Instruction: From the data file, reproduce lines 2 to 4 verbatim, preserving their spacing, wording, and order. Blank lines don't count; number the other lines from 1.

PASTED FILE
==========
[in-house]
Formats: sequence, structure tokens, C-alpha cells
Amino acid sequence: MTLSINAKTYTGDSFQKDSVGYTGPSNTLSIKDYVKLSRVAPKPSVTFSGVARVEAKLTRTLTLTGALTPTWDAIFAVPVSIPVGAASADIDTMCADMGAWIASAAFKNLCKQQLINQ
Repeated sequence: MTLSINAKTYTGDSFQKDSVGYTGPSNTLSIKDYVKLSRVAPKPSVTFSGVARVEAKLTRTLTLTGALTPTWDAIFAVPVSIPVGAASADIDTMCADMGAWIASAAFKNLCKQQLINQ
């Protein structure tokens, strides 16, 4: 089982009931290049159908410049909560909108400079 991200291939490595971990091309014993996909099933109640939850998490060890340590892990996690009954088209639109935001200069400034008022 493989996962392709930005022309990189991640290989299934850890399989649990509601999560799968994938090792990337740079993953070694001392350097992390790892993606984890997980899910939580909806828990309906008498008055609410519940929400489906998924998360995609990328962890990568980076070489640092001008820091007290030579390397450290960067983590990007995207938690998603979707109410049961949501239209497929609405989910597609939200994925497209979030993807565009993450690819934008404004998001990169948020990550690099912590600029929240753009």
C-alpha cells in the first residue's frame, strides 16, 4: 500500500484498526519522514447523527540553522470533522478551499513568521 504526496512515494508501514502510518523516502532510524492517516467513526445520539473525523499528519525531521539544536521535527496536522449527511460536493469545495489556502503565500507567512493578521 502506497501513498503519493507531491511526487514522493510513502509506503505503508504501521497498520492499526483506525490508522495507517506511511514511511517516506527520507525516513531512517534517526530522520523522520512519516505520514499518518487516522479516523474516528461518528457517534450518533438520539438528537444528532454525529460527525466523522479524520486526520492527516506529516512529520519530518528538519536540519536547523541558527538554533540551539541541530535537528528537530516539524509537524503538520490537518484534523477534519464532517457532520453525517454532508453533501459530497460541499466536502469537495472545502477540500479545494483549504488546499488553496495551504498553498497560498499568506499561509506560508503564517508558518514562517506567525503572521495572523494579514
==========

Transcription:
Formats: sequence, structure tokens, C-alpha cells
Amino acid sequence: MTLSINAKTYTGDSFQKDSVGYTGPSNTLSIKDYVKLSRVAPKPSVTFSGVARVEAKLTRTLTLTGALTPTWDAIFAVPVSIPVGAASADIDTMCADMGAWIASAAFKNLCKQQLINQ
Repeated sequence: MTLSINAKTYTGDSFQKDSVGYTGPSNTLSIKDYVKLSRVAPKPSVTFSGVARVEAKLTRTLTLTGALTPTWDAIFAVPVSIPVGAASADIDTMCADMGAWIASAAFKNLCKQQLINQ